5G and mmWave
Millimeter wavelength offers the potential to deliver low latency high speed connectivity to devices. The use of mmWave is expanding both on the handset and on access points and routers for backhaul communication. While mmWave can provide a significant latency and bandwidth improvement over short distances versus LTE, the signal quality can also be impacted significantly by thick walls, brick, and even by environmental factors including humidity and rain. As an example, the density of air can alter wireless transmission performance.
Three Ways to Improve Performance:
1) multiple antennas
2) small cellular (e.g. "small cell") towers
1) Mobile Devices & Phone Handsets - Multiple Antennas
On the handset side, multiple antennas can help provide coverage even when a user's hand blocks connectivity from one antenna. Most design specifications suggest at least 3 antennas for mobile devices.
2) Small Cells - Backhaul & Obviating Fiber to the Home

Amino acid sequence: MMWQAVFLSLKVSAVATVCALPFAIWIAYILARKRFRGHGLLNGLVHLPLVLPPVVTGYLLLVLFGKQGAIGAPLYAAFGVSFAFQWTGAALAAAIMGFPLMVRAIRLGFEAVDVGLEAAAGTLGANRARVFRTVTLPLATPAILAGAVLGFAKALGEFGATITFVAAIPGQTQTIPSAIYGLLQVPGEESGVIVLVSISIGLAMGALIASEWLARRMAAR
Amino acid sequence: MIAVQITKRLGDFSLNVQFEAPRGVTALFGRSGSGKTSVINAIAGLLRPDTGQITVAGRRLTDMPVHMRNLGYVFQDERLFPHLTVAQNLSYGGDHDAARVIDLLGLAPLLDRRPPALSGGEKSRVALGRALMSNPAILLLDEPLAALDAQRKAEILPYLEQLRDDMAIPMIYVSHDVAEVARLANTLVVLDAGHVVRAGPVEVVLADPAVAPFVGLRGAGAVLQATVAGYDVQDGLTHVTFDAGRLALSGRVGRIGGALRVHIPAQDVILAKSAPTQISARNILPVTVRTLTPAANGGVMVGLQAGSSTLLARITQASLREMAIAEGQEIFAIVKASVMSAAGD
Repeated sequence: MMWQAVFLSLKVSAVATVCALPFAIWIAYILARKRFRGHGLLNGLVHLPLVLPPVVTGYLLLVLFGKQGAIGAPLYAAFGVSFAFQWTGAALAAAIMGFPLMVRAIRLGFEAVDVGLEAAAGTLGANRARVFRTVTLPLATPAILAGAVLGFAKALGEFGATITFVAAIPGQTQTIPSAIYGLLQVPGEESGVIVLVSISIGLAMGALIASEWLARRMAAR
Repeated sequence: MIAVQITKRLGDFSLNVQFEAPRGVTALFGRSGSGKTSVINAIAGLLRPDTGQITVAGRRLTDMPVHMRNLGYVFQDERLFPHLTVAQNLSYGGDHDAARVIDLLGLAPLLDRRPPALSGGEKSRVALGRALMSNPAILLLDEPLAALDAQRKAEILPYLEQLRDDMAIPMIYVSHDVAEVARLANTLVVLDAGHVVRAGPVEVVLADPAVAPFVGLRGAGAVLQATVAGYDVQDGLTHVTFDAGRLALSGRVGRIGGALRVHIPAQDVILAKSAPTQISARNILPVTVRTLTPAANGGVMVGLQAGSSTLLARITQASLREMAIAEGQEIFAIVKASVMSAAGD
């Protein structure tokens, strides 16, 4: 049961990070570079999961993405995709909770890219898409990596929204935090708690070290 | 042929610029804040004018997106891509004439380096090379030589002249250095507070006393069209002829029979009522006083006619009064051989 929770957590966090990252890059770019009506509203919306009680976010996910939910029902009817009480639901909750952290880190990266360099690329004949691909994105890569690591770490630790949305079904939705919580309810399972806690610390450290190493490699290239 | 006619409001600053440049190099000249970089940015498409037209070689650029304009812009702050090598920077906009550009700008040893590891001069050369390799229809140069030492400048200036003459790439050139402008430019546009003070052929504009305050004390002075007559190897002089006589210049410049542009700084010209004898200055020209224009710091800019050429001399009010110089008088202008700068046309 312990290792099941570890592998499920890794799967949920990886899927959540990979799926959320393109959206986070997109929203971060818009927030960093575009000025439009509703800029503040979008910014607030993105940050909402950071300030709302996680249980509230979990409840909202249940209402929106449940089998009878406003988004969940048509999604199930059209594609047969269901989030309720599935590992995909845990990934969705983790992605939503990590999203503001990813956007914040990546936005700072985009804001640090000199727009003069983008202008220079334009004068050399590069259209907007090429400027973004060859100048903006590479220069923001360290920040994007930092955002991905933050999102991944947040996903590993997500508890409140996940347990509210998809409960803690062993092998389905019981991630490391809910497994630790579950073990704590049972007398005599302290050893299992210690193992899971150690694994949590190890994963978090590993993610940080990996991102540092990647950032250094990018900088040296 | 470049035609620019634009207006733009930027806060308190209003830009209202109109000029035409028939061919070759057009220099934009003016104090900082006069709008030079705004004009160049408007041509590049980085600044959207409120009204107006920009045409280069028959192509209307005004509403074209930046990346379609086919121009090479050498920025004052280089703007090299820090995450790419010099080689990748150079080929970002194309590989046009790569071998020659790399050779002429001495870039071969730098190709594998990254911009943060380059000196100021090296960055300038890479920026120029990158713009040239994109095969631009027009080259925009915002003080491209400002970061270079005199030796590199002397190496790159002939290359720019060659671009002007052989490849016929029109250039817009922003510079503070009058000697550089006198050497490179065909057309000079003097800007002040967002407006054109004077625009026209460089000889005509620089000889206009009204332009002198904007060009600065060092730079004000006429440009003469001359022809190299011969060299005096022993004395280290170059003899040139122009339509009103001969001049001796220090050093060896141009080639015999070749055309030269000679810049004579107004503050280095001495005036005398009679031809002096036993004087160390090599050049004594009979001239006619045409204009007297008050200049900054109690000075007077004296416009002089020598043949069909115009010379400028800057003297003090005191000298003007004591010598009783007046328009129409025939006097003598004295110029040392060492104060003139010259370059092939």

mmWave can prove to be an effective method of offloading wireless traffic from 4G cellular networks or WiFi networks to cellular towers. As an example, a Wi-Fi access point may be enabled to communicate with end point devices over Wi-Fi 6 and connect via mmWave to a proximate cellular tower that ultimately utilizes a wired connection to access Internet resources.
Micro-cellular towers may be embedded in streetlights, lamp posts, and other places to provide local connectivity without laying down expensive fiber to the home. Instead Fiber can be utilized to a select number of micro-cellular tower devices.
Sending the same transmission over multiple mediums can be an effective way to improve reliability. This can be of greater importance in situations such as self-driving vehicles, virtual reality, and augmented reality.
About: Accelerate Labs, founded in 2015, has been developing mmWave based industrial solutions that leverage 5G networks. For more information, email as at firstname.lastname@example.org.